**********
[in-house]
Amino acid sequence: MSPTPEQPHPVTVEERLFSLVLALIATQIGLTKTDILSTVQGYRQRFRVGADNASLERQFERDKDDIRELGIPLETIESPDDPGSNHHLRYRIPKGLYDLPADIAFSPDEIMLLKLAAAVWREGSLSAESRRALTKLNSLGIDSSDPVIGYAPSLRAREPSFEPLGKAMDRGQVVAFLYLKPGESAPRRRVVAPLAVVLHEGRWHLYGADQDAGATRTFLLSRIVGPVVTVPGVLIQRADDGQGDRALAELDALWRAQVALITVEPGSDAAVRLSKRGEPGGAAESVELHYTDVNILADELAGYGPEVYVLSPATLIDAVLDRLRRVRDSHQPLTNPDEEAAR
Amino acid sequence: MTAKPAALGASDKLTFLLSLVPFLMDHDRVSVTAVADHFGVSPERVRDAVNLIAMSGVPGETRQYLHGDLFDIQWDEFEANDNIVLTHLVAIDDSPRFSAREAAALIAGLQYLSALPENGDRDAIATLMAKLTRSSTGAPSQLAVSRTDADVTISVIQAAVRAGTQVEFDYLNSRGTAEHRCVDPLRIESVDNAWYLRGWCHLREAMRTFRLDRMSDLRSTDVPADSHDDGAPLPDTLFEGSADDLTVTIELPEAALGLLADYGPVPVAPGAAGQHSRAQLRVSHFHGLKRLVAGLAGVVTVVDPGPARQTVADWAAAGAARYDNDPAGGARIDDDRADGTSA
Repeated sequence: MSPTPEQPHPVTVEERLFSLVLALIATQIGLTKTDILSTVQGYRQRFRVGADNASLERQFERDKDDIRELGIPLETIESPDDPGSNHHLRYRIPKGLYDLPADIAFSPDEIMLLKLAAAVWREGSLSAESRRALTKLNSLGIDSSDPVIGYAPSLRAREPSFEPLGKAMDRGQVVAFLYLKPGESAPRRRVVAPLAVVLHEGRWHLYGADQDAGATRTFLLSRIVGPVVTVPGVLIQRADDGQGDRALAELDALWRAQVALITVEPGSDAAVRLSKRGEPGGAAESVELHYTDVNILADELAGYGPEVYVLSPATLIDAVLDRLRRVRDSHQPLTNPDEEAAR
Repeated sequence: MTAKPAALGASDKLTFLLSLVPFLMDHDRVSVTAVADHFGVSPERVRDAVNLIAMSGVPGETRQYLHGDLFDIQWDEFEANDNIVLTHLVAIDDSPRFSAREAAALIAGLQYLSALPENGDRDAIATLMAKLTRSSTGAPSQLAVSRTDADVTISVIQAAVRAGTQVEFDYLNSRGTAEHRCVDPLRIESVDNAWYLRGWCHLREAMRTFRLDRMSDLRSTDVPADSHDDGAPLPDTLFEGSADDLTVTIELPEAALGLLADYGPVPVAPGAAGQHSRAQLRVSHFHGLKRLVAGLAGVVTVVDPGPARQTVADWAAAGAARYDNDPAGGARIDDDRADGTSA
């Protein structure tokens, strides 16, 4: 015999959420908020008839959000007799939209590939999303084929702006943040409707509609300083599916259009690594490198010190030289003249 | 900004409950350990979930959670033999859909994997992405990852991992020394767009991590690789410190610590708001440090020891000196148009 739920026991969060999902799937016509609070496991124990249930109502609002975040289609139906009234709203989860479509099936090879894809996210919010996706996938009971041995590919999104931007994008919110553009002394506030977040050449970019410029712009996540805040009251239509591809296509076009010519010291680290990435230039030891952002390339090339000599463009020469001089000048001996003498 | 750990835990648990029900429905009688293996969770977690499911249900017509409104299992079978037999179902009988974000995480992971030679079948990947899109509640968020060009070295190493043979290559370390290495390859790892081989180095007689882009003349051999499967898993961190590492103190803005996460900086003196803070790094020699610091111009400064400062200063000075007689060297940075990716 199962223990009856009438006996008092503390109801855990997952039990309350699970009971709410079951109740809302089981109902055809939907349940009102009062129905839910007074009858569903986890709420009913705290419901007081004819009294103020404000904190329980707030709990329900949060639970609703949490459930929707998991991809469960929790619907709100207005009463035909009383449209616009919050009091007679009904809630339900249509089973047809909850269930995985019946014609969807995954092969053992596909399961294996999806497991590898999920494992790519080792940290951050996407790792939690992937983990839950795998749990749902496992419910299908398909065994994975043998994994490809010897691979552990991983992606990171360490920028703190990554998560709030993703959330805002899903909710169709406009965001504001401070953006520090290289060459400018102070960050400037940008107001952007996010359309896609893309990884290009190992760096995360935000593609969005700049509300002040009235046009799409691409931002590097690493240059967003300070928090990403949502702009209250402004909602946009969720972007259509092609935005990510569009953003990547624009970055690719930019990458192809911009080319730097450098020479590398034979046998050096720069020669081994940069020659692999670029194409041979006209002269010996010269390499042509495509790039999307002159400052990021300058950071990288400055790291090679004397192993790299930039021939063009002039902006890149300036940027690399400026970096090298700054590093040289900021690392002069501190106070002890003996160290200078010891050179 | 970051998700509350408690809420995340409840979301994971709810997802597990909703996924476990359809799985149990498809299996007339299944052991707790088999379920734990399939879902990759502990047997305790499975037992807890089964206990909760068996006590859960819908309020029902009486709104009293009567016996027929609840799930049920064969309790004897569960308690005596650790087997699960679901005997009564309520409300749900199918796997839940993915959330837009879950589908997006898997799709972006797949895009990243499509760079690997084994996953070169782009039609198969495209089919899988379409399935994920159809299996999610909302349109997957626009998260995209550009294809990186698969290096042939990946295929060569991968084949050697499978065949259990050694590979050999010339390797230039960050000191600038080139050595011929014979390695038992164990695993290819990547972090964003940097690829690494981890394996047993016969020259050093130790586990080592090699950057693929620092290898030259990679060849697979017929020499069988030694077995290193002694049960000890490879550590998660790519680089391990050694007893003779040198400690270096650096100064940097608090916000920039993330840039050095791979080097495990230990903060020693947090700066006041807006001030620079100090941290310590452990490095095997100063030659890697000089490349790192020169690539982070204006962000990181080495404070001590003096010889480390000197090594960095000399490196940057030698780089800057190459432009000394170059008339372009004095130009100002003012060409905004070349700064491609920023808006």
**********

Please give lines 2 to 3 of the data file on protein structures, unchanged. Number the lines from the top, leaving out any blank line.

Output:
Amino acid sequence: MSPTPEQPHPVTVEERLFSLVLALIATQIGLTKTDILSTVQGYRQRFRVGADNASLERQFERDKDDIRELGIPLETIESPDDPGSNHHLRYRIPKGLYDLPADIAFSPDEIMLLKLAAAVWREGSLSAESRRALTKLNSLGIDSSDPVIGYAPSLRAREPSFEPLGKAMDRGQVVAFLYLKPGESAPRRRVVAPLAVVLHEGRWHLYGADQDAGATRTFLLSRIVGPVVTVPGVLIQRADDGQGDRALAELDALWRAQVALITVEPGSDAAVRLSKRGEPGGAAESVELHYTDVNILADELAGYGPEVYVLSPATLIDAVLDRLRRVRDSHQPLTNPDEEAAR
Amino acid sequence: MTAKPAALGASDKLTFLLSLVPFLMDHDRVSVTAVADHFGVSPERVRDAVNLIAMSGVPGETRQYLHGDLFDIQWDEFEANDNIVLTHLVAIDDSPRFSAREAAALIAGLQYLSALPENGDRDAIATLMAKLTRSSTGAPSQLAVSRTDADVTISVIQAAVRAGTQVEFDYLNSRGTAEHRCVDPLRIESVDNAWYLRGWCHLREAMRTFRLDRMSDLRSTDVPADSHDDGAPLPDTLFEGSADDLTVTIELPEAALGLLADYGPVPVAPGAAGQHSRAQLRVSHFHGLKRLVAGLAGVVTVVDPGPARQTVADWAAAGAARYDNDPAGGARIDDDRADGTSA